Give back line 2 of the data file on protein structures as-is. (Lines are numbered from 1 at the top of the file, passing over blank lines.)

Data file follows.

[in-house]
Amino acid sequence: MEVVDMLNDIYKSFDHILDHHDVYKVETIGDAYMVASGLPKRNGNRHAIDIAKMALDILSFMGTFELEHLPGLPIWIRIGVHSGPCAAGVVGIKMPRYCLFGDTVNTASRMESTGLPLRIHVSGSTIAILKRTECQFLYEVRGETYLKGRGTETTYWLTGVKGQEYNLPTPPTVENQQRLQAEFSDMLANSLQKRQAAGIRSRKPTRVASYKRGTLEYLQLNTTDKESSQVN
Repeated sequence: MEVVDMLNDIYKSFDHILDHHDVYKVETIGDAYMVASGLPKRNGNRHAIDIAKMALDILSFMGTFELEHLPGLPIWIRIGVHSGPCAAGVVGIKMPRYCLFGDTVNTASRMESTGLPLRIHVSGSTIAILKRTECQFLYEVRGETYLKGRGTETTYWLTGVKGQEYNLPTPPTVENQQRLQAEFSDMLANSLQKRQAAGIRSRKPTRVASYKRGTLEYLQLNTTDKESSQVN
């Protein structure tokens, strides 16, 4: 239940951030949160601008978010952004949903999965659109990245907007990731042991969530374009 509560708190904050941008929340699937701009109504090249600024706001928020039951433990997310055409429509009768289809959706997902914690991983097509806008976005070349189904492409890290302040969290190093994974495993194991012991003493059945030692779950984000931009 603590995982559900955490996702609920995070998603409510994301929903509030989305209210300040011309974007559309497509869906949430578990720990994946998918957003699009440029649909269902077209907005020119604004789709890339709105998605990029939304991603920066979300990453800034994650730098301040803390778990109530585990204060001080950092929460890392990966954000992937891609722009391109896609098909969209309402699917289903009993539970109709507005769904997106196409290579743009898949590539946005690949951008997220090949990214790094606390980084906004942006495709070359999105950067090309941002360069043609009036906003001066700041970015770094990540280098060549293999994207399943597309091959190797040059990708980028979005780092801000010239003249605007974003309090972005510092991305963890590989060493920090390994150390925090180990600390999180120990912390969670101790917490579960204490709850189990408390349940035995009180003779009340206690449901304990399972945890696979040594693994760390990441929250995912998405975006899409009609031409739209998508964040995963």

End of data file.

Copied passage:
Amino acid sequence: MEVVDMLNDIYKSFDHILDHHDVYKVETIGDAYMVASGLPKRNGNRHAIDIAKMALDILSFMGTFELEHLPGLPIWIRIGVHSGPCAAGVVGIKMPRYCLFGDTVNTASRMESTGLPLRIHVSGSTIAILKRTECQFLYEVRGETYLKGRGTETTYWLTGVKGQEYNLPTPPTVENQQRLQAEFSDMLANSLQKRQAAGIRSRKPTRVASYKRGTLEYLQLNTTDKESSQVN